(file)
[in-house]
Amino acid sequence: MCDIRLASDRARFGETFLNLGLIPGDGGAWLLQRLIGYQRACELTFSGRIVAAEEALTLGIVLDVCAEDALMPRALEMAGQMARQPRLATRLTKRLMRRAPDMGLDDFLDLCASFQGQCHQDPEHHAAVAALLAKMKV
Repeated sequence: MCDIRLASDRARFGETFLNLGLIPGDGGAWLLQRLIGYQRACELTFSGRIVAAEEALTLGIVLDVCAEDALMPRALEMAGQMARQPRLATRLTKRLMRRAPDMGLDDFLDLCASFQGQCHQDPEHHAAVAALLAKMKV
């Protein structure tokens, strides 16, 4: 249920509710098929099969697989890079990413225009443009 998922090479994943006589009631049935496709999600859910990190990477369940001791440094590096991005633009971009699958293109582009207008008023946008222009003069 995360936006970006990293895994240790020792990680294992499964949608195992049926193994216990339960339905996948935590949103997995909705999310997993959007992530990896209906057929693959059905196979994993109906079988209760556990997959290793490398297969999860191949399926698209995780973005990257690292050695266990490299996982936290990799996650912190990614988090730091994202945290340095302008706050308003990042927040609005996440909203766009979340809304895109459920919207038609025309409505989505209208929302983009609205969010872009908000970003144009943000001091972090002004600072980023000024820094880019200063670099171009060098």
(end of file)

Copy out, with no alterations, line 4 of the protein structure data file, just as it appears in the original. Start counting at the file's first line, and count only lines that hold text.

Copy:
């Protein structure tokens, strides 16, 4: 249920509710098929099969697989890079990413225009443009 998922090479994943006589009631049935496709999600859910990190990477369940001791440094590096991005633009971009699958293109582009207008008023946008222009003069 995360936006970006990293895994240790020792990680294992499964949608195992049926193994216990339960339905996948935590949103997995909705999310997993959007992530990896209906057929693959059905196979994993109906079988209760556990997959290793490398297969999860191949399926698209995780973005990257690292050695266990490299996982936290990799996650912190990614988090730091994202945290340095302008706050308003990042927040609005996440909203766009979340809304895109459920919207038609025309409505989505209208929302983009609205969010872009908000970003144009943000001091972090002004600072980023000024820094880019200063670099171009060098």